I was reluctant to travel to Paris. My knowledge of French was non-existant and people I talked to who had been—cousin’s wife, a few guys I met at a pub in London, fellow hostel guests—forewarned me of the Parisian attitude—snobby and a disdain for outsiders. Despite the negative reviews, I felt it my obligation as a rookie traveller to go to the city of lights and love. Boggart’s character Rick, in Casablanca took a shine to it, and I knew for better or for worse it was going to be an experience to remember; isn’t that the reason one puts on a gigantic backpack and ventures out into the real world anyway?

Foresight has never been my strong suit. I quickly learned that a foreign city with a foreign language makes finding vegan food a challenge, so to avoid hunger it is wise to scope out establishments with vegan options as soon as possible.

After I got off the train from Brussels, I navigated the subway system to the Gare du Nord station. I walked next to a canal lined with benches, people drinking and smoking cigarettes, cafes and stores, and I spotted a small health food store dubbed Bio Canal.

After I checked in at the St. Christopher’s hostel near the Bassin de la Villette, I hurried down to the grocery store, my stomach churned after the long train ride. Although one could eat out every night, or prepare vegan gourmet meals when travelling, I chose to stay on the economical side of things while shopping at the Bio Canal. I perused what the modest health food store had to offer and spotted a plastic containers in the refrigerated section, meals to go. The brand was “Soy” and the small container was filled with a mix of legumes, rice and seitan. A middle-aged hippie woman who worked at Bio Canal read the French directions and assured me it contained no animal products. Next to the register I bought a bag of corn chips and an orange juice juice box. For a little less than €6 Euros I had a meal that supplied me with both protein and essential nutrients. I enjoyed my “Soy” meal, orange juice and corn chips on a bench next to a canal, where I people watched and drank in a city I would come to love and miss.

I woke up on Sunday to dreary, drizzly weather, and made my way to Bio Canal. It was closed. Even though the interior was dark, I still pulled at the door, extremely hungry and full of disbelief. I had not thought of a back up plan of where to eat, and for a few minutes I panicked.

I found another grocery store located near my hostel. I walked up and down the aisles looking for something, anything, which could pass as a meal. I spotted a can of lentils. I knew my hostel did not have a kitchen so my delusional mind decided the wisest thing to do was open the can (it was the kind you can pop open without a can opener) and eat the lentils on the sidewalk, sans utensil. Unfortunately the tab broke off, and I stood there for a minute on the sidewalk, perplexed at my newfound dilemma. Eventually the manager of the store took it upon himself to half open the can for me, using one of the openers they sold to customers.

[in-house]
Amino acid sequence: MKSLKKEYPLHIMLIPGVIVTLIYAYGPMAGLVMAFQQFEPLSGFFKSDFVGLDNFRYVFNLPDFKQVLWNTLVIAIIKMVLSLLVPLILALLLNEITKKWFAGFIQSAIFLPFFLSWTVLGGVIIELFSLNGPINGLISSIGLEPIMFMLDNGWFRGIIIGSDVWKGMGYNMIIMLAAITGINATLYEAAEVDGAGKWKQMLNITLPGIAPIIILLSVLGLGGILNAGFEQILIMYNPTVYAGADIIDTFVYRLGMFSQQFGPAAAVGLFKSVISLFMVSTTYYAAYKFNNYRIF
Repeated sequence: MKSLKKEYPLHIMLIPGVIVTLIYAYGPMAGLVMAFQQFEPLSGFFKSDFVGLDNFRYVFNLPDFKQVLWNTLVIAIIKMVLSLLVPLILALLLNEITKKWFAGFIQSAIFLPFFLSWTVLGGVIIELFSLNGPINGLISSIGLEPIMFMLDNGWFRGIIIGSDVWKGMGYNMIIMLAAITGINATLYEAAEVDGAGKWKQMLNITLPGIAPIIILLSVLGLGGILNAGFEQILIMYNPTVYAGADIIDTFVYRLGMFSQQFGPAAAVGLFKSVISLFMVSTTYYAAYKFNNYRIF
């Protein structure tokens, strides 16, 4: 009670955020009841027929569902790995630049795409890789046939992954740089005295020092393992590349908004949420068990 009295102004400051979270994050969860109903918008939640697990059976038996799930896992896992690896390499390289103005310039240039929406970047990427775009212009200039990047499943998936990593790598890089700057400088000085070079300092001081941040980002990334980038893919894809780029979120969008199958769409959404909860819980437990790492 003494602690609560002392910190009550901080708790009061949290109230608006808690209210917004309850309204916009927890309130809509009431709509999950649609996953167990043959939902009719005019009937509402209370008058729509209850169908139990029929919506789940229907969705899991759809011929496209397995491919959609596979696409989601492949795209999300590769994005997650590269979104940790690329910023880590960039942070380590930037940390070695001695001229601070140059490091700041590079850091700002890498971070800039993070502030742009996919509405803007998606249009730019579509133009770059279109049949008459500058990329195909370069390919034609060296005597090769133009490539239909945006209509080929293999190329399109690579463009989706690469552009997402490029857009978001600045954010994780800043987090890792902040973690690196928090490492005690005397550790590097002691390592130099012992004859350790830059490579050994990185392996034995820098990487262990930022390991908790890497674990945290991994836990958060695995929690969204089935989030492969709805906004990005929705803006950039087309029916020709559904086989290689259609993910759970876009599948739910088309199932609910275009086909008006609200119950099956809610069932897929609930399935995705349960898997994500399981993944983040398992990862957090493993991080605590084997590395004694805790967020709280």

Once again I was out on the Paris sidewalk in the rain with my lentils and unwashed clothes, trying to pour the contents from the half open can in my mouth, having minimal success. I realized how preposterous this attempt at curbing my hunger looked when I saw a mom with her child cautiously keep their distance as they shuffled past me. I wanted to run after them and explain I was not insane, but just a hungry traveller who had run out of options, but instead I headed back to my hostel with a half-empty stomach and half-full can, determined to find a fork and claim victory over the French lentils.

These shoddy attempts at eating vegan did not comprise the dining experience of my whole trip, Paris does have a few very respectable vegan restaurants, each one unique, and true to the tradition of French cuisine, absolutely delicious.

Le Patager du Marais Bio

The first restaurant I stumbled upon by accidentally—after furiously searching for another one that had previously gone out of business—was “Le Patager du Marais Bio” or “Café Restaurant Bio Vegetarian” located on rue Rambuteau. Marais Bio had a green awning with brown tiles and a stony brick wall. It had an air of the Parisian chicness combined with relaxed simplicity one might hope to feel in the French countryside. The “suggestions” of the day were written in French, but the congenial manager/owner with black suspenders who took people’s jackets as they entered, scribed them in English for me.

All the items written on the menu had English translations, little carrot symbols next to the dishes that were vegan and rice symbols next to the food that was “served with brown rice or quinoa protein or fried potatoes.” I chose the “Crusty Quinoa Burger with Vegetables and Tofu, served with mushroom or Provençale.” The burger was moist and delicious, and the food was arranged so prettily on the plate I felt uncivilized when I rapidly scoffed it down to subside my hunger.

Desserts included “Crème au Chocolat” and “Yaourt parfume a la fleur d’oranger”—yogurt with orange blossom.  Beverages ranged from cocktails with fruit, such as ginger apple carrot and carrot beet celery, to homemade fruit juic, beer, aperitifs, champagne and organic wines.  I did not purchase either dessert or a beverage, but if time and money permitted, I would have done so without hesitation.

The Loving Hut

I was compelled to try The Loving Hut after a vegan punk rock girl with an Appalachian Terror Unit shirt, suggested it to me at a show a previous night.